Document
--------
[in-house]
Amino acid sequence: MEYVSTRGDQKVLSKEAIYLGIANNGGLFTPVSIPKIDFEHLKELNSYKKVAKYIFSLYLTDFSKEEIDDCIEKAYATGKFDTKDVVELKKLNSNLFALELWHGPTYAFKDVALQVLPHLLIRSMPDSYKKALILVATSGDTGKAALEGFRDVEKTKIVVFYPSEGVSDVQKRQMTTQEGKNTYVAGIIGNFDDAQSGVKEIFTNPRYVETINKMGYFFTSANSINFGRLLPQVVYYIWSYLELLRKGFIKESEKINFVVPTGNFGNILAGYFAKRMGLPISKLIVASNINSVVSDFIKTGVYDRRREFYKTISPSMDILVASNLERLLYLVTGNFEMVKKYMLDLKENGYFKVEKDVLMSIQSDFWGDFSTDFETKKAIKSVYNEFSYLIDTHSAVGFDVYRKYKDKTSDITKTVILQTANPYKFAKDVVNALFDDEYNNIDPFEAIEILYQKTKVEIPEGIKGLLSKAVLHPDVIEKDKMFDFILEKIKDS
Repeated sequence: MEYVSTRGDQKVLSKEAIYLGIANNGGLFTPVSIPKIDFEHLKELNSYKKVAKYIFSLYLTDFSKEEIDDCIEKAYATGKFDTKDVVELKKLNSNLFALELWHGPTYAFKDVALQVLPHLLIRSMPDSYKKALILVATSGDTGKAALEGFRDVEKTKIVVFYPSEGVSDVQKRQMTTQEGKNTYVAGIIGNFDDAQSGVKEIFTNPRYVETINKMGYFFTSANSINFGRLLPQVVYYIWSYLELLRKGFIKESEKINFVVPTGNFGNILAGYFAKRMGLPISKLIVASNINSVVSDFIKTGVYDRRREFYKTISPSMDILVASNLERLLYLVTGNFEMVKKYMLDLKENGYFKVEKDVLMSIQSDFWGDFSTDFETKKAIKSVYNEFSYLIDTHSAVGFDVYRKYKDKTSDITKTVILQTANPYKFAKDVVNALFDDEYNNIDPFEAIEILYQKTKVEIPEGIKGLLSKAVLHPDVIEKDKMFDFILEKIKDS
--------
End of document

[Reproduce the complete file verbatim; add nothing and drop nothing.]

[in-house]
Amino acid sequence: MEYVSTRGDQKVLSKEAIYLGIANNGGLFTPVSIPKIDFEHLKELNSYKKVAKYIFSLYLTDFSKEEIDDCIEKAYATGKFDTKDVVELKKLNSNLFALELWHGPTYAFKDVALQVLPHLLIRSMPDSYKKALILVATSGDTGKAALEGFRDVEKTKIVVFYPSEGVSDVQKRQMTTQEGKNTYVAGIIGNFDDAQSGVKEIFTNPRYVETINKMGYFFTSANSINFGRLLPQVVYYIWSYLELLRKGFIKESEKINFVVPTGNFGNILAGYFAKRMGLPISKLIVASNINSVVSDFIKTGVYDRRREFYKTISPSMDILVASNLERLLYLVTGNFEMVKKYMLDLKENGYFKVEKDVLMSIQSDFWGDFSTDFETKKAIKSVYNEFSYLIDTHSAVGFDVYRKYKDKTSDITKTVILQTANPYKFAKDVVNALFDDEYNNIDPFEAIEILYQKTKVEIPEGIKGLLSKAVLHPDVIEKDKMFDFILEKIKDS
Repeated sequence: MEYVSTRGDQKVLSKEAIYLGIANNGGLFTPVSIPKIDFEHLKELNSYKKVAKYIFSLYLTDFSKEEIDDCIEKAYATGKFDTKDVVELKKLNSNLFALELWHGPTYAFKDVALQVLPHLLIRSMPDSYKKALILVATSGDTGKAALEGFRDVEKTKIVVFYPSEGVSDVQKRQMTTQEGKNTYVAGIIGNFDDAQSGVKEIFTNPRYVETINKMGYFFTSANSINFGRLLPQVVYYIWSYLELLRKGFIKESEKINFVVPTGNFGNILAGYFAKRMGLPISKLIVASNINSVVSDFIKTGVYDRRREFYKTISPSMDILVASNLERLLYLVTGNFEMVKKYMLDLKENGYFKVEKDVLMSIQSDFWGDFSTDFETKKAIKSVYNEFSYLIDTHSAVGFDVYRKYKDKTSDITKTVILQTANPYKFAKDVVNALFDDEYNNIDPFEAIEILYQKTKVEIPEGIKGLLSKAVLHPDVIEKDKMFDFILEKIKDS